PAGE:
Elasticity and scalability – The cloud is elastic and scalable because resource allocations and the scale of the cloud can increase or decrease depending on rising and falling demand for use. Cloud applications can also be scaled to adapt to changes in features and functionality. 

Elastic computing – The ability to automatically provision and de-provision cloud services according to rising and falling demands for use. 

Electronic Envelope - An electronic envelope consists of codes that mark the boundaries of electronic documents. The electronic envelope contains EDI documents and sender and receiver information.
Electronic Funds Transfer (EFT) - Automatically transferring payment to a provider's or supplier's bank account.
Electronic Mailbox - A term used to refer to the place where an EDI transmission is stored for pickup or delivery within a third-party service system. Trading partners can also maintain mailboxes within their own domains.
Electronic Signature - A form of authentication that lets you identify and validate a transaction by means of an authorization code.
Element - A building block in an EDI document. Elements are grouped together to produce segments, which in turn are grouped together to form an EDI document. (See Data Element.)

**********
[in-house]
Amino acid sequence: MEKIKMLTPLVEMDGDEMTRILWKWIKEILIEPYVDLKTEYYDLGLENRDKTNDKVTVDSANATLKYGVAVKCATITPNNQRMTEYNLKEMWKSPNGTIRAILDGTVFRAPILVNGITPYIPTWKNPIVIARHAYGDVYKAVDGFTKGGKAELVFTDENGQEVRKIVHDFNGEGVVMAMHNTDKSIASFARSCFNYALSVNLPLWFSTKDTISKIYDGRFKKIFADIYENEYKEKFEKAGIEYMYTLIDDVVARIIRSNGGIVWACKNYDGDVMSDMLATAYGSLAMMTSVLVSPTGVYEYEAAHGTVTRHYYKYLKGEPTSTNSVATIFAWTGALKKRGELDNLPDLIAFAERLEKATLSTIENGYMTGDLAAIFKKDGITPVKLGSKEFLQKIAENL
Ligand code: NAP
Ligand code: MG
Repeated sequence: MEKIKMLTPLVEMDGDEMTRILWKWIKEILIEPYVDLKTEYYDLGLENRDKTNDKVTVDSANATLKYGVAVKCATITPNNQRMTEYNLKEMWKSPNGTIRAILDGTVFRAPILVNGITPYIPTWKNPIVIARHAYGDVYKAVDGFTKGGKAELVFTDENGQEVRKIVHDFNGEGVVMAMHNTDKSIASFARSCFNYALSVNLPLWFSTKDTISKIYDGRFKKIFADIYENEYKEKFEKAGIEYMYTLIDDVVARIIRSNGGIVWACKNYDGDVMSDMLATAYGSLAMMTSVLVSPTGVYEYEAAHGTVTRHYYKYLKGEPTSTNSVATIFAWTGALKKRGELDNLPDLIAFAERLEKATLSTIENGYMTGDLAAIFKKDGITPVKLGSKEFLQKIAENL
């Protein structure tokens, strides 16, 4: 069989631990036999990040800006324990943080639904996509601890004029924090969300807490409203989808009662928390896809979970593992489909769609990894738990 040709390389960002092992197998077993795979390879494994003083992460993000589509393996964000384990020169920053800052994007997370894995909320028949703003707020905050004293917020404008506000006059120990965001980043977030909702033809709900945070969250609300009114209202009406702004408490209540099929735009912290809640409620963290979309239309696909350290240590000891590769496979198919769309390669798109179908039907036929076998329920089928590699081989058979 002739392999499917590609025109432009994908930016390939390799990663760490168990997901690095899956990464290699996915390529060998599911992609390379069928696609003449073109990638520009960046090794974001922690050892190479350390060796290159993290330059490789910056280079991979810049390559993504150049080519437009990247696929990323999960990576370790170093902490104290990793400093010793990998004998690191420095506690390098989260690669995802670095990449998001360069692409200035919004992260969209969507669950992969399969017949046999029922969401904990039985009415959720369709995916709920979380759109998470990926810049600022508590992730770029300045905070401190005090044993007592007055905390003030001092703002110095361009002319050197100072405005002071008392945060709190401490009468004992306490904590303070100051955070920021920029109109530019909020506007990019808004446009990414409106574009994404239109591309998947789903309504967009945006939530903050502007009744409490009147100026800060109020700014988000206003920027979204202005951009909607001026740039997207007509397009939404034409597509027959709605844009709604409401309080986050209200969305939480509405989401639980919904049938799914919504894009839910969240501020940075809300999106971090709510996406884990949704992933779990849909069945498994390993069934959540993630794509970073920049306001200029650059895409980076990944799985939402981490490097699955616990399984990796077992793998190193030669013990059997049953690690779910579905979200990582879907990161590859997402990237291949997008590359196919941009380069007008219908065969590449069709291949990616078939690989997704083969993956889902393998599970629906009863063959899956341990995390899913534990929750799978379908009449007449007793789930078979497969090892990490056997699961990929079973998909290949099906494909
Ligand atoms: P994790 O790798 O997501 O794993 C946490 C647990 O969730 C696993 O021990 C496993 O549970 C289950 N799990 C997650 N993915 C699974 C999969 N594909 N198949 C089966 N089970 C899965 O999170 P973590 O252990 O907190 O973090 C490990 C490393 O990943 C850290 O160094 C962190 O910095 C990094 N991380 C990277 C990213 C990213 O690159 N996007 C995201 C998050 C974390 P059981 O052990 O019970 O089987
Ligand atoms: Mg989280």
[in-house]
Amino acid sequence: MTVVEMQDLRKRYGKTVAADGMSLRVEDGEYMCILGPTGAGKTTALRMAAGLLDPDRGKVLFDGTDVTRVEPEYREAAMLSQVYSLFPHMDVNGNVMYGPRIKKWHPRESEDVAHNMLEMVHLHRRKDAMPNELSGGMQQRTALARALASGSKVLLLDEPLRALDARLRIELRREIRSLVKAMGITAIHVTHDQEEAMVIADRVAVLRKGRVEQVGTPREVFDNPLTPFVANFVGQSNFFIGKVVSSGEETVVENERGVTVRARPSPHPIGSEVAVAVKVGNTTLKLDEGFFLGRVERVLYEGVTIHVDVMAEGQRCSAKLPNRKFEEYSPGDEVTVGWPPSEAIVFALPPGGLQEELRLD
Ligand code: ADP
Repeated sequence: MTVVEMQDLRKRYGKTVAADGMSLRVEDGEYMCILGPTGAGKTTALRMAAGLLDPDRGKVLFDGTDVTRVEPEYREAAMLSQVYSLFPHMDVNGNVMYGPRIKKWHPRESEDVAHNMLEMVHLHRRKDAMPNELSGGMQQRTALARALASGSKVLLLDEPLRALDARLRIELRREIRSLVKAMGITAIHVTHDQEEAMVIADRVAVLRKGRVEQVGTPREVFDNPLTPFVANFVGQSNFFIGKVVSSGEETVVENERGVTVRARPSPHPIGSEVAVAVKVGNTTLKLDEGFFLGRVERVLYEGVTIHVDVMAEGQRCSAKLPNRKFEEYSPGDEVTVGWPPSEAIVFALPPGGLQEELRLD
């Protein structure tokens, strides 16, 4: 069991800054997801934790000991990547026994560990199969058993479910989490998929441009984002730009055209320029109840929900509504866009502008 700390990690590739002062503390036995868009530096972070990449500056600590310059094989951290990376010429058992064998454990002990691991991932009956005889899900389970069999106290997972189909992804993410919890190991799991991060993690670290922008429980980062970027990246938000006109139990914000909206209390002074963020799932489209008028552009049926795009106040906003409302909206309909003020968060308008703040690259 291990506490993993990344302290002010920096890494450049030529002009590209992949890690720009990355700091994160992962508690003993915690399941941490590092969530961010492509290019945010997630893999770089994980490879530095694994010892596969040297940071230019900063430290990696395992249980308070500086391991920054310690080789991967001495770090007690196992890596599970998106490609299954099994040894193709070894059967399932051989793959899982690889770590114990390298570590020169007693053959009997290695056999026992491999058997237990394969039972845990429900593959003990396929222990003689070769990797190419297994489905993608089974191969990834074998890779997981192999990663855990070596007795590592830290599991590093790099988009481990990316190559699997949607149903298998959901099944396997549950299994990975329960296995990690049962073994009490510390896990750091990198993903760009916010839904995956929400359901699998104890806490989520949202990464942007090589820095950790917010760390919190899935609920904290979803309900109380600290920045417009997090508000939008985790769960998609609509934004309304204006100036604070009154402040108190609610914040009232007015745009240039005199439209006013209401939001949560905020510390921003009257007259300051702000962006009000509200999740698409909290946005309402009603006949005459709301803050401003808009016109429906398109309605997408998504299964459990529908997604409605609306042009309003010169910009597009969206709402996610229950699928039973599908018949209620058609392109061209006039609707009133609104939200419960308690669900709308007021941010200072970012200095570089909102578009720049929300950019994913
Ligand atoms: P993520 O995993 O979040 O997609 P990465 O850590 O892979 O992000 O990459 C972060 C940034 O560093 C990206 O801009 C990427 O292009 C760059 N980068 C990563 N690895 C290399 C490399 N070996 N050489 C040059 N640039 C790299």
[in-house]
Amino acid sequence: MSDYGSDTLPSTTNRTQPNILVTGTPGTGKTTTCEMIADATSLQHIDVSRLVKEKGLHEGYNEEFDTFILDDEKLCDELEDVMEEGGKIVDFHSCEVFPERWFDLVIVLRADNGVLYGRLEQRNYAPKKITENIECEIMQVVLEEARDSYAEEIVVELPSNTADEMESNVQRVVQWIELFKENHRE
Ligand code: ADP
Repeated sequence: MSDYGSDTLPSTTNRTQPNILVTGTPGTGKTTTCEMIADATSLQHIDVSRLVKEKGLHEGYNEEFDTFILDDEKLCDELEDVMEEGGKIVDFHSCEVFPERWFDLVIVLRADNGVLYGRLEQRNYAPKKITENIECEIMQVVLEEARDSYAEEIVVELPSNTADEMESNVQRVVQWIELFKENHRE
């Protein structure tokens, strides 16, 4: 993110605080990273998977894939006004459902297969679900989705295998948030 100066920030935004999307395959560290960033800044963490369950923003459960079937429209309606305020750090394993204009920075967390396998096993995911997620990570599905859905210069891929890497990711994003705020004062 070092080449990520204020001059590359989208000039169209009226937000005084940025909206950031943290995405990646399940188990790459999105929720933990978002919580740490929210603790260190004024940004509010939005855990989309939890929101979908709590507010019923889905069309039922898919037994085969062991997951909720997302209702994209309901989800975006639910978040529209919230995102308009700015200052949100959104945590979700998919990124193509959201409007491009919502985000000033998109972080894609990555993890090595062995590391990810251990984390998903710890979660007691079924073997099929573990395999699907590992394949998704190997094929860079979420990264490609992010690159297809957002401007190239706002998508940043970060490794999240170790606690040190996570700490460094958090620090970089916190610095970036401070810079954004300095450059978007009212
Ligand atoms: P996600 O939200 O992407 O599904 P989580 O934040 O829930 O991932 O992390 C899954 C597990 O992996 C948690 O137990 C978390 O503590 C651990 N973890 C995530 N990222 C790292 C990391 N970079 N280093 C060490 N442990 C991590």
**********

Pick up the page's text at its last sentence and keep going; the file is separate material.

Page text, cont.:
Encryption - A process of transforming clear text (data in its original form) into cipher text (encryption output of a cryptographic algorithm) for security or privacy (Security Transaction Set 815). 

Flat File - Sometimes referred to as an interface file, a flat file is designed to hold EDI data prior to and following translation or transmission to and from a trading partner.
FTP - File Transfer Protocol (FTP) is a common way to move files between computers over the Internet. Anonymous FTP gives users access (without an ID and password) to areas on a remote system that contain public files.
Functional Acknowledgment - An ASC X12 transaction set (997), which acts as a certified mail receipt to confirm that the intended recipient actually received the EDI documents that have been sent. Provides transaction syntax-level error reporting.